Case Presentation A 27 year old male presented with shortness of breath and sweating and on examination had signs of heart failure. An echocardiogram showed global akinesia and an ejection fraction of 15%. He was diagnosed with dilated cardiomyopathy secondary to viral infection and commenced on medical treatment. During a routine cardiology clinic visit he became hypotensive with a systolic BP of 60 mmhg and diaphoretic, his ECG showed sinus rhythm. He was admitted for investigations and noted to have a fluctuating BP with a peak of 203 systolic which raised the suspicion of pheochromocytoma. Urine catecholamines confirmed this diagnosis with raised noradrenaline levels and a subsequent CT showed a large left Para-aortic mass and MIBG showed increased focal uptake corresponding to this mass. He was commenced on alpha-blockade followed by beta blockade and underwent successful surgical resection of the tumour. The histology showed paraganglioma -extra-adrenal pheochromocytoma. He is now well post-operatively and an echocardiogram 1 year following surgery has shown full recovery of his cardiac function. Discussion Excess catecholamines are known to cause myocarditis by increasing the sacrommemmal membrane permeability leading to intracellular calcium influx which has a toxic effect. Oxidative products aswell as free radicals are also thought to be toxic to the myocardium. Further more catecholamines have a positive chronotropic and inotropic effect aswell as increasing the peripheral vascular resistance, the net effect being increasing workload on the myocardium. This can lead to dilated cardiomyopathy or hypertrophic cardiomyopathy in response to hypertension. This case highlights the need to screen for pheochromocytoma in any patient with unexplained dilated cardiomyopathy especially as the damage is reversible as illustrated in our patient.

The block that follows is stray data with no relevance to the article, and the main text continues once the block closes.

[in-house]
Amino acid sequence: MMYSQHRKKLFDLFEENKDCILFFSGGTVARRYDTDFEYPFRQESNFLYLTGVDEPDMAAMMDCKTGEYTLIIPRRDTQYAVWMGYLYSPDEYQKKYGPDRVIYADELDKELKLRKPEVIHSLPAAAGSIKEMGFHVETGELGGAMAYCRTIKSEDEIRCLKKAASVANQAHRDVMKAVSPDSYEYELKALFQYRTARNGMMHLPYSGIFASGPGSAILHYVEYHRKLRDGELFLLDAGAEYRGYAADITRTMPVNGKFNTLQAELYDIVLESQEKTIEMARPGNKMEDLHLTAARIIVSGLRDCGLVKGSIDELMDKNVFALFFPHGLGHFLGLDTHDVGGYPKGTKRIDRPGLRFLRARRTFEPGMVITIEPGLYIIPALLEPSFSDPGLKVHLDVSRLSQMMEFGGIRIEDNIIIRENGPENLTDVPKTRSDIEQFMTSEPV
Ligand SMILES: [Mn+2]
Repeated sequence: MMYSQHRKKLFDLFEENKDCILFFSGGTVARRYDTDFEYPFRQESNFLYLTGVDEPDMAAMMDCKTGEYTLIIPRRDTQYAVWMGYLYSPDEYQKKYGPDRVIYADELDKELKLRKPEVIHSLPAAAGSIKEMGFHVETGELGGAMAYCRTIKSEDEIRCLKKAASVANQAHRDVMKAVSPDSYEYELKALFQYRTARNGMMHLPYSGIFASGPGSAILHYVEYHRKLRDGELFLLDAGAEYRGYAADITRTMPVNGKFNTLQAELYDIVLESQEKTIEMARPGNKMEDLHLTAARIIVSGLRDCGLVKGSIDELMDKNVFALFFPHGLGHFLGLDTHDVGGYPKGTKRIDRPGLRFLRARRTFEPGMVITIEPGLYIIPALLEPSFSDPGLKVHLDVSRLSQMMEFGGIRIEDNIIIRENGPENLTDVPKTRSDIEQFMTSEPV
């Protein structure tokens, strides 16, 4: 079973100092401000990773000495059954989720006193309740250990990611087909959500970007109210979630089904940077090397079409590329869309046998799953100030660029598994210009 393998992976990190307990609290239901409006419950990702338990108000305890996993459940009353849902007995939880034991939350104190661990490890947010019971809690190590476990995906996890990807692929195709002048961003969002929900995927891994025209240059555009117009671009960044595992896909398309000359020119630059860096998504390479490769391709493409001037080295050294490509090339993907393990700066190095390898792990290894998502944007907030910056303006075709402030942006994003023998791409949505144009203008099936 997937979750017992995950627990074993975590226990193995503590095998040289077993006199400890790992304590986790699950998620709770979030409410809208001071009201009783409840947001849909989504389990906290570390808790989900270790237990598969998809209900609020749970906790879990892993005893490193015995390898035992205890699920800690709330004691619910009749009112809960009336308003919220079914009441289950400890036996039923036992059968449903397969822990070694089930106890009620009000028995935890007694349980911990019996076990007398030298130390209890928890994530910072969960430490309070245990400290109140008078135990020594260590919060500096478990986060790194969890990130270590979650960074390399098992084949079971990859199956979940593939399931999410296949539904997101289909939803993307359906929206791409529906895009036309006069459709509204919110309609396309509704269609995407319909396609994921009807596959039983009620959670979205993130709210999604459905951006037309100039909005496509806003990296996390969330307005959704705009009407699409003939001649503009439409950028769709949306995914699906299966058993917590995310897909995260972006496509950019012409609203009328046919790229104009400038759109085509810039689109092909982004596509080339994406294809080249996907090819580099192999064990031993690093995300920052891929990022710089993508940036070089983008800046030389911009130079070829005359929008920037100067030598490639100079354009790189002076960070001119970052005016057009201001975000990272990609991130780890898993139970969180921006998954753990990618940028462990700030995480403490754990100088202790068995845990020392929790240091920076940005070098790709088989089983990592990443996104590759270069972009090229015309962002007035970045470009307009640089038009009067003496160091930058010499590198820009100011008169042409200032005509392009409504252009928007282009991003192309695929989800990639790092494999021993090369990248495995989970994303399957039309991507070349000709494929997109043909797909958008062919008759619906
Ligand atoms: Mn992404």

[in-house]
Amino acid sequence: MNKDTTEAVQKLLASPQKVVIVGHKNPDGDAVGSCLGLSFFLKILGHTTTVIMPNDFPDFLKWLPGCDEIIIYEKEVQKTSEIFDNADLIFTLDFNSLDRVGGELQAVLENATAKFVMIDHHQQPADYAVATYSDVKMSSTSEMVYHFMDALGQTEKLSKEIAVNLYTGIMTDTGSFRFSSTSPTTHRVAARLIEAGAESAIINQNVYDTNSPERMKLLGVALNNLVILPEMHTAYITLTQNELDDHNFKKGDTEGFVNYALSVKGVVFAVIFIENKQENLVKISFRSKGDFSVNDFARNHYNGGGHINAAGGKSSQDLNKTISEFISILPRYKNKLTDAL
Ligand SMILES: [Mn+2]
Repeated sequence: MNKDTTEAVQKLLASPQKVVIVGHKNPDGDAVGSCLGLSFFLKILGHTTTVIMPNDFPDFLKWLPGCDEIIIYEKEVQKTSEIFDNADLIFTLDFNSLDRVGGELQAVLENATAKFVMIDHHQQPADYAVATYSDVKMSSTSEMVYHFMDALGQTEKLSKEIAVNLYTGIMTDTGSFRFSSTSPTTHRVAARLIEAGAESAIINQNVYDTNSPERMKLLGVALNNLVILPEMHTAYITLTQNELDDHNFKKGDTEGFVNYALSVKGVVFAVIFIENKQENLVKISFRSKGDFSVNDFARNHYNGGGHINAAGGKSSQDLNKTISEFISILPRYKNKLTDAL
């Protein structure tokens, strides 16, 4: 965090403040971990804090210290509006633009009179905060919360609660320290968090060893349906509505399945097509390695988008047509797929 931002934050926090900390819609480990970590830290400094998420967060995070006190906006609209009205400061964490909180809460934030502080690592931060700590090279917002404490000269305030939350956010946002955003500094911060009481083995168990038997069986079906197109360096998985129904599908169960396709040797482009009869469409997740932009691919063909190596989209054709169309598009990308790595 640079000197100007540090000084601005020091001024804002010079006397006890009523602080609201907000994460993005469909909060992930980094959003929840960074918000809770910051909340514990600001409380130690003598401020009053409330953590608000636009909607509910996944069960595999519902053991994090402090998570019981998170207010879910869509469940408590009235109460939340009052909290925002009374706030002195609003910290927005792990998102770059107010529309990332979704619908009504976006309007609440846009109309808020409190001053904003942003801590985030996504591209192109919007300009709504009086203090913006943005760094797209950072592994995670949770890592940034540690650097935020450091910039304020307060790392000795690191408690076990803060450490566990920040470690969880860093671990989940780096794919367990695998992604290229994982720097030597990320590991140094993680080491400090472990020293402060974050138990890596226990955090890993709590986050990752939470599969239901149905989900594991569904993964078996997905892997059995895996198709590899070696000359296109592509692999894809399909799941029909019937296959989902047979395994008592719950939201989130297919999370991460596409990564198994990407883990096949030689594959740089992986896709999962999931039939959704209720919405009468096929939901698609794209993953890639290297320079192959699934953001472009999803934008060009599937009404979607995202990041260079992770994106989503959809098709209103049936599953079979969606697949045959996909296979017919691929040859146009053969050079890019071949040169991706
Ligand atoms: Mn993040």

Declaration of interest: There is no conflict of interest that could be perceived as prejudicing the impartiality of the research reported.
Funding: No specific grant from any funding agency in the public, commercial or not-for-profit sector.